Cars and Posthumanism: Chapter 1

(Note to self: If you ever want to murder someone, use a car to do it.)

The driver who killed a pedestrian in a crosswalk in November 2006 in West Seattle was convicted of assault, with a maximum sentence of 1 year in prison and a $5000 fine. An appeal is expected, because the city law under which he was charged allows a more severe sentence than the norm — the norm being essentially a slap on the wrist.

Tragedies like this — and they happen all the time — are SO revealing about how warped our attitudes are when it comes to cars. If there was a disease, or a food, or a behavior, or a machine, or any other anything that caused anywhere near the death and destruction that is consistently caused by cars, there would be a national uproar. We are a society that is hyper-aware of safety — except with cars. Even though getting into a car is by far the most dangerous thing that the average person does in their daily life.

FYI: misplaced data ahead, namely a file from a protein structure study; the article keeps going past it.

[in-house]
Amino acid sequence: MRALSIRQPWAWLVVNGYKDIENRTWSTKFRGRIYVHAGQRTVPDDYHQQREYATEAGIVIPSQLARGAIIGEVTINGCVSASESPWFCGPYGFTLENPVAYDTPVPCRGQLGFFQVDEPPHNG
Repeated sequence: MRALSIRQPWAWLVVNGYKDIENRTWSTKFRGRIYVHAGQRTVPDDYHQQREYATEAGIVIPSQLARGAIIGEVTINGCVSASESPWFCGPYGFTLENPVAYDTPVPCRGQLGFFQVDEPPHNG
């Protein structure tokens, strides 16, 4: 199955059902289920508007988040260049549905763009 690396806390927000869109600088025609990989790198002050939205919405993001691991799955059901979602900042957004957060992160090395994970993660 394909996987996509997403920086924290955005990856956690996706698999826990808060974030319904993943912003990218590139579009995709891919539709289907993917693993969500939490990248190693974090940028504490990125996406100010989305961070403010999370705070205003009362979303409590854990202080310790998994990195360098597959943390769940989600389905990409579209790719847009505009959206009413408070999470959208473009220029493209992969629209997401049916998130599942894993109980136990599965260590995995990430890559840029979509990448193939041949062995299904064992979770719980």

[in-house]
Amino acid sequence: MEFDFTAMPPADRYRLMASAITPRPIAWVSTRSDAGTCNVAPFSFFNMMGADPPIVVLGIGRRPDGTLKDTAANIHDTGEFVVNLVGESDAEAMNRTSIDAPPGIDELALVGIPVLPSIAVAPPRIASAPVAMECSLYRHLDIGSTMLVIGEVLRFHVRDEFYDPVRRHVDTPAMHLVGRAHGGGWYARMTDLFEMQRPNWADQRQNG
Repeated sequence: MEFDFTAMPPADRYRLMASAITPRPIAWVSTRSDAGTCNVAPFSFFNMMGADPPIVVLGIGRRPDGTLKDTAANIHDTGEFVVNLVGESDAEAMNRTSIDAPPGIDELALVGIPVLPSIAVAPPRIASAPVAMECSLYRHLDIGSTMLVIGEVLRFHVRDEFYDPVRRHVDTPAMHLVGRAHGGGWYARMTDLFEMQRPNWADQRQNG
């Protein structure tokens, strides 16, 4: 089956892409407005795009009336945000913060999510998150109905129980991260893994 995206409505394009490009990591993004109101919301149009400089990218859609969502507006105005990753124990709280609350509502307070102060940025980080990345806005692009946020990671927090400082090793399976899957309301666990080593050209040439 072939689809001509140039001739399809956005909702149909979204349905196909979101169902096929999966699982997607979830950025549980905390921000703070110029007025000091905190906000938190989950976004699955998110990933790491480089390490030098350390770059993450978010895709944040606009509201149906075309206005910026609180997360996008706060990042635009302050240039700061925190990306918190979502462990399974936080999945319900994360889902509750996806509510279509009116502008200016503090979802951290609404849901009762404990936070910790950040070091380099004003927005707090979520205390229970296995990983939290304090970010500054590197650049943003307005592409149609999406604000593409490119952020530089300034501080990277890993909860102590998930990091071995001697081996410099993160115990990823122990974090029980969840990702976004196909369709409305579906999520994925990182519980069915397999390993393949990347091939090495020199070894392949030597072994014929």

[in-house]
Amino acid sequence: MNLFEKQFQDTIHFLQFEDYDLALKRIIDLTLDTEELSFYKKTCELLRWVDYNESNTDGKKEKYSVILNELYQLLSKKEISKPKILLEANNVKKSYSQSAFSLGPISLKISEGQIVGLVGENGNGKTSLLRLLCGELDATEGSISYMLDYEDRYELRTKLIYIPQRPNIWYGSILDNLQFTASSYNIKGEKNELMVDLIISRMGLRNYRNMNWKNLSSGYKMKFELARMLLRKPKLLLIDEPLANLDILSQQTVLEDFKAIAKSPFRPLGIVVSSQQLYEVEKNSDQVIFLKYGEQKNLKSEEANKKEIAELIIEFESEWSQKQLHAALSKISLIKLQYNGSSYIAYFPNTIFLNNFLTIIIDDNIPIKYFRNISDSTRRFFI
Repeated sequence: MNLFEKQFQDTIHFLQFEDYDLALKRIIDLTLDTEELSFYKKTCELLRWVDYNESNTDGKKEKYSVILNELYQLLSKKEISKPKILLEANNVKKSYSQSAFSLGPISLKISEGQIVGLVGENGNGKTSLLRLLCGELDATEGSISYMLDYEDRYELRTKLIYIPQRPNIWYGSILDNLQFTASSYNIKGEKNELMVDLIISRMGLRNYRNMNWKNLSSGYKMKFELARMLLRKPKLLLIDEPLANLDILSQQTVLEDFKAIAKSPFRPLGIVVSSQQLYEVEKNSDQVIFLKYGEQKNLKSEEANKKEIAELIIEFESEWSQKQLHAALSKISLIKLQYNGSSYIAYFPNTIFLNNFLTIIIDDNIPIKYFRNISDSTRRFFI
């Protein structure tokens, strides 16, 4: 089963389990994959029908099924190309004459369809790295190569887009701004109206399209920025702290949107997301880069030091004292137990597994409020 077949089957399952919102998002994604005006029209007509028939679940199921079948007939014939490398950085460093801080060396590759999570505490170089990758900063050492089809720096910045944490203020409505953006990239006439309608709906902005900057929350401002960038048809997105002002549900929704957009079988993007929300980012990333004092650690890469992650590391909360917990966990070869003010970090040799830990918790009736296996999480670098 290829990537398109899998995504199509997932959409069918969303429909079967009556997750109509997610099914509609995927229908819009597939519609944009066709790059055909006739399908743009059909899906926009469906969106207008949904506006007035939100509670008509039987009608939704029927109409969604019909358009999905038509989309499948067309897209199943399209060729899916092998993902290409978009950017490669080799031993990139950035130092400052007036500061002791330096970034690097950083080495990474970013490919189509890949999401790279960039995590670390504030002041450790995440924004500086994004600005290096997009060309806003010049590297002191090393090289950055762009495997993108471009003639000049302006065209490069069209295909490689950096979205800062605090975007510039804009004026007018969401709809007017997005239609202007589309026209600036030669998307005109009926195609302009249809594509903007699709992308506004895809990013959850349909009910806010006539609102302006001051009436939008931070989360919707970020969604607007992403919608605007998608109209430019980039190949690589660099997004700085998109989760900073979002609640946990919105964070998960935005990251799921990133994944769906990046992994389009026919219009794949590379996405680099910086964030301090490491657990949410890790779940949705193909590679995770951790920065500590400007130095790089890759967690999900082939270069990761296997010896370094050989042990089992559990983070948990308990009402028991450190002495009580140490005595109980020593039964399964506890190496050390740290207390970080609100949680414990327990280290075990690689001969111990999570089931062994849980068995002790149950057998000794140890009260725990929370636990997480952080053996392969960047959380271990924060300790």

Yes, we all get distracted from time to time when driving. It easily could have been me or you who killed that pedestrian. But that excuse is precisely the problem. We’re not taking responsibility for the deadly power we are wielding when we drive cars. We need our attitudes adjusted with better training, stricter laws, and better enforcement. We need to get over our bizarre cultural imbalance that some have called “carhead.”

The photo below is but one example of the lack of seriousness with which we take pedestrian safety. There are crosswalks with the paint eroded away like this all over the city. Yet we know that well marked crosswalks help drivers become more aware of pedestrians. Is paint really that expensive? Not as cheap as life, apparently.

This post is part of a series; see also Chapter 37.